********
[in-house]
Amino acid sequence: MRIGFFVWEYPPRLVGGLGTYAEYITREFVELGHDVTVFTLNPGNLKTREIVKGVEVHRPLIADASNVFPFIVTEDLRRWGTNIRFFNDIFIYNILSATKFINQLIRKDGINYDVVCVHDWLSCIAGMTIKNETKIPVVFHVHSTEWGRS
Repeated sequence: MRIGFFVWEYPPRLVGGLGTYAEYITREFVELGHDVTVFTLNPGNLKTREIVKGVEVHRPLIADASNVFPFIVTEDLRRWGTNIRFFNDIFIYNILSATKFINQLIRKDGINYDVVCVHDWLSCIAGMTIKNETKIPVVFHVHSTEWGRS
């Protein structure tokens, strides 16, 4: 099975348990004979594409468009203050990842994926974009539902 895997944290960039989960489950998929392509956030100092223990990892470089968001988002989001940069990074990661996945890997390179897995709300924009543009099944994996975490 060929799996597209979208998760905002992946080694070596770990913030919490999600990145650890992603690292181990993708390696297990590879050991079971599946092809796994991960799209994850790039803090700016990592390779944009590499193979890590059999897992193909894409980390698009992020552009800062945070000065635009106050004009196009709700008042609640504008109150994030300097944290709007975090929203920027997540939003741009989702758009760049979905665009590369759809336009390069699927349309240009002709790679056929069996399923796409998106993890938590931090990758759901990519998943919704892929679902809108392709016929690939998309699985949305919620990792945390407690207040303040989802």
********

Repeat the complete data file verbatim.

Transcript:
[in-house]
Amino acid sequence: MRIGFFVWEYPPRLVGGLGTYAEYITREFVELGHDVTVFTLNPGNLKTREIVKGVEVHRPLIADASNVFPFIVTEDLRRWGTNIRFFNDIFIYNILSATKFINQLIRKDGINYDVVCVHDWLSCIAGMTIKNETKIPVVFHVHSTEWGRS
Repeated sequence: MRIGFFVWEYPPRLVGGLGTYAEYITREFVELGHDVTVFTLNPGNLKTREIVKGVEVHRPLIADASNVFPFIVTEDLRRWGTNIRFFNDIFIYNILSATKFINQLIRKDGINYDVVCVHDWLSCIAGMTIKNETKIPVVFHVHSTEWGRS
């Protein structure tokens, strides 16, 4: 099975348990004979594409468009203050990842994926974009539902 895997944290960039989960489950998929392509956030100092223990990892470089968001988002989001940069990074990661996945890997390179897995709300924009543009099944994996975490 060929799996597209979208998760905002992946080694070596770990913030919490999600990145650890992603690292181990993708390696297990590879050991079971599946092809796994991960799209994850790039803090700016990592390779944009590499193979890590059999897992193909894409980390698009992020552009800062945070000065635009106050004009196009709700008042609640504008109150994030300097944290709007975090929203920027997540939003741009989702758009760049979905665009590369759809336009390069699927349309240009002709790679056929069996399923796409998106993890938590931090990758759901990519998943919704892929679902809108392709016929690939998309699985949305919620990792945390407690207040303040989802």